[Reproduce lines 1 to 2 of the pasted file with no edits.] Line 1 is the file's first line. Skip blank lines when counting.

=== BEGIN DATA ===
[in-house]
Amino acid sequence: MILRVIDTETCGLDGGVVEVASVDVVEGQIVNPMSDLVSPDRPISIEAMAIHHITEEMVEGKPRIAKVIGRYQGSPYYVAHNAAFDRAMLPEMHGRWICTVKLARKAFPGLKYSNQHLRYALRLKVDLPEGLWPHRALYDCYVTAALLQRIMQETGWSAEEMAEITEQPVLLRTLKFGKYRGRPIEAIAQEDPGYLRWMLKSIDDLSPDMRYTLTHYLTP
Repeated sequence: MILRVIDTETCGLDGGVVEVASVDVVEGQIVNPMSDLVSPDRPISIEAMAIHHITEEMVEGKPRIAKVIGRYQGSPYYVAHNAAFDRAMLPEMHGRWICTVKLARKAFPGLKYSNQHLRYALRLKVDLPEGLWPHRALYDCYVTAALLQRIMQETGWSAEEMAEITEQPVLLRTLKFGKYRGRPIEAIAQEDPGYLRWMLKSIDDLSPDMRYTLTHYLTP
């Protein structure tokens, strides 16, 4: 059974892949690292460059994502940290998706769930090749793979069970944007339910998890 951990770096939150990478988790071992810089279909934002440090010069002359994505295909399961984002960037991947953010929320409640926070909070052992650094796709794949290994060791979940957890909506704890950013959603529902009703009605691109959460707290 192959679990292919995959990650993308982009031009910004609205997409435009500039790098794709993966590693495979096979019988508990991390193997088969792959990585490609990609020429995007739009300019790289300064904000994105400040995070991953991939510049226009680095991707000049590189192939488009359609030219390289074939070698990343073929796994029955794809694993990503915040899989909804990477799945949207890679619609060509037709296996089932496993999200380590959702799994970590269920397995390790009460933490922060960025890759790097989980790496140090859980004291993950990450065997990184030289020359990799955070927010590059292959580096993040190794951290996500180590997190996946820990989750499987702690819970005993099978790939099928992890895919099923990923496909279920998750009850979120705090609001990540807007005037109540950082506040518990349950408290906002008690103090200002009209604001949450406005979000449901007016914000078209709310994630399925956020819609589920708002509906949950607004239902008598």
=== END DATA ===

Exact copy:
[in-house]
Amino acid sequence: MILRVIDTETCGLDGGVVEVASVDVVEGQIVNPMSDLVSPDRPISIEAMAIHHITEEMVEGKPRIAKVIGRYQGSPYYVAHNAAFDRAMLPEMHGRWICTVKLARKAFPGLKYSNQHLRYALRLKVDLPEGLWPHRALYDCYVTAALLQRIMQETGWSAEEMAEITEQPVLLRTLKFGKYRGRPIEAIAQEDPGYLRWMLKSIDDLSPDMRYTLTHYLTP